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NASA’s Common Research Model Finds Common Ground Worldwide

NASA’s award-winning Common Research Model about to be put to the test in a NASA wind tunnel.
NASA’s award-winning Common Research Model about to be put to the test in a NASA wind tunnel.
Credits: NASA

A key to success with any international collaboration is that participants find a common language to work from.

For musicians, it’s notes on a page. For athletes, it’s the rules of the game. For diplomats, it really is language.

And for aeronautical engineers working to design, build and test aircraft of the future, at least one tool available to facilitate collaboration around the world is NASA’s Common Research Model, or CRM.

The CRM is a modern, commercial transport shape that exists both as a physical airplane model that can be tested in wind tunnels, and as a digital computer model that can be tested using Computational Fluid Dynamics (CFD).

“Having this shared baseline in the form of the CRM, which everybody can use, is something that helps the whole aviation community advance,” said Richard Wahls, the strategic technical advisor for NASA’s Advanced Air Vehicles Program.

The CRM under a sheet of laser beams for particle imaging in a NASA wind tunnel.
The CRM under a sheet of laser beams for particle imaging in a NASA wind tunnel.
Credits: NASA

Wahls and two colleagues – NASA’s Melissa Rivers and Boeing’s John Vassberg – were honored for their work on the CRM on May 3 with an International Cooperation Award from the American Institute of Aeronautics and Astronautics (AIAA).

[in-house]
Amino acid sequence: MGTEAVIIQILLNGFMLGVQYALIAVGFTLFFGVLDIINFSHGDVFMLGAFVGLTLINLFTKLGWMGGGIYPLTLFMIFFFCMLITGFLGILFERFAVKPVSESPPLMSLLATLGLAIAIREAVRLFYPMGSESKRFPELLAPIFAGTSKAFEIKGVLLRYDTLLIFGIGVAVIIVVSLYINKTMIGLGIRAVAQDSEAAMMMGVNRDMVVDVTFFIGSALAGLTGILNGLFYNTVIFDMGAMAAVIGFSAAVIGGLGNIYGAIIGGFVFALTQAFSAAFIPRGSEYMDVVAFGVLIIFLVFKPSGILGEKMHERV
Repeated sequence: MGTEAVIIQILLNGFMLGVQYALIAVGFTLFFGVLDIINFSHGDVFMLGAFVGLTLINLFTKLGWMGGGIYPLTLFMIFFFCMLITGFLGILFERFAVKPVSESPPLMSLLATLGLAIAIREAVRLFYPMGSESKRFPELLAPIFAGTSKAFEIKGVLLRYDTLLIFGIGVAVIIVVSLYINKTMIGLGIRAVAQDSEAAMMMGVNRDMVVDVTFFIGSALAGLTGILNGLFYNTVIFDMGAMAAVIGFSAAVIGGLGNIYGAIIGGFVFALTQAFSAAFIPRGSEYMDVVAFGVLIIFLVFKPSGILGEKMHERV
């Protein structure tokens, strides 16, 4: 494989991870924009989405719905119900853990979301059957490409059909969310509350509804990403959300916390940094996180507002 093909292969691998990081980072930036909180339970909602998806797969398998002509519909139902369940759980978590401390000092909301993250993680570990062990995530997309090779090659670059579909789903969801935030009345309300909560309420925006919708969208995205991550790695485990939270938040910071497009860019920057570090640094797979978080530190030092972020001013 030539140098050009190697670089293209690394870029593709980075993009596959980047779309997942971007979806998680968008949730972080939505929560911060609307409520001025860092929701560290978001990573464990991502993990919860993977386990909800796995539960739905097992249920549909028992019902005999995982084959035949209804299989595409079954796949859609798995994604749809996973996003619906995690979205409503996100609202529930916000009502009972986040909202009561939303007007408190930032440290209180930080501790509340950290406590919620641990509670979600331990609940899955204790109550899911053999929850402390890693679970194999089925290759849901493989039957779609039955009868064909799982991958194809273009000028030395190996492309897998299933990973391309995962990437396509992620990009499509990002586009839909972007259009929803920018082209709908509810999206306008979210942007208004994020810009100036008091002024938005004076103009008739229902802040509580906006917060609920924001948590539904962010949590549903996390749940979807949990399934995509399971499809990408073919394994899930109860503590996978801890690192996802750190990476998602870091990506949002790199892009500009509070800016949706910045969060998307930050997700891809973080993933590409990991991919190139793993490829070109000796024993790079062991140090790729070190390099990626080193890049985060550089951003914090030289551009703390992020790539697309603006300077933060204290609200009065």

According to the AIAA, the CRM “is a remarkable example of how aeronautical researchers and engineers in industry, government, and academia can work together across international borders sharing results on relevant problems for the benefit of all.”

Begun more than ten years ago, the CRM was initially intended as a tool to enable researchers to basically check each other’s work and make sure everyone was getting the same results when trying to predict the physics of a particular aircraft design.

“With CRM, we’re not trying to design a better airplane. We’re trying to be better at designing airplanes,” Wahls said.

An early concern was that the model be relevant to industry by incorporating all the latest design ideas for reducing drag, yet not include any features that could be considered proprietary to a company, or to not be shared outside the United States.

“We had to walk a very fine line to make that possible,” Wahls said.

It wasn’t long before the geometry of the CRM configuration proved its value as a starting point from which different researchers could compare the results of their CFD analysis, which then inspired another idea for using the CRM.

“As we gained experience using the CRM in wind tunnels, it became apparent it would also be a great tool for calibrating wind tunnels and checking the results obtained by testing the same model in different tunnels,” Wahls said.

Theoretically, after accounting for known differences between facilities, testing the same airplane model under the exact same conditions should come up with the same results.

“We were also seeking some data that could be uniquely acquired in each facility, and add to our open, publicly accessible database of experimental results,” Wahls said.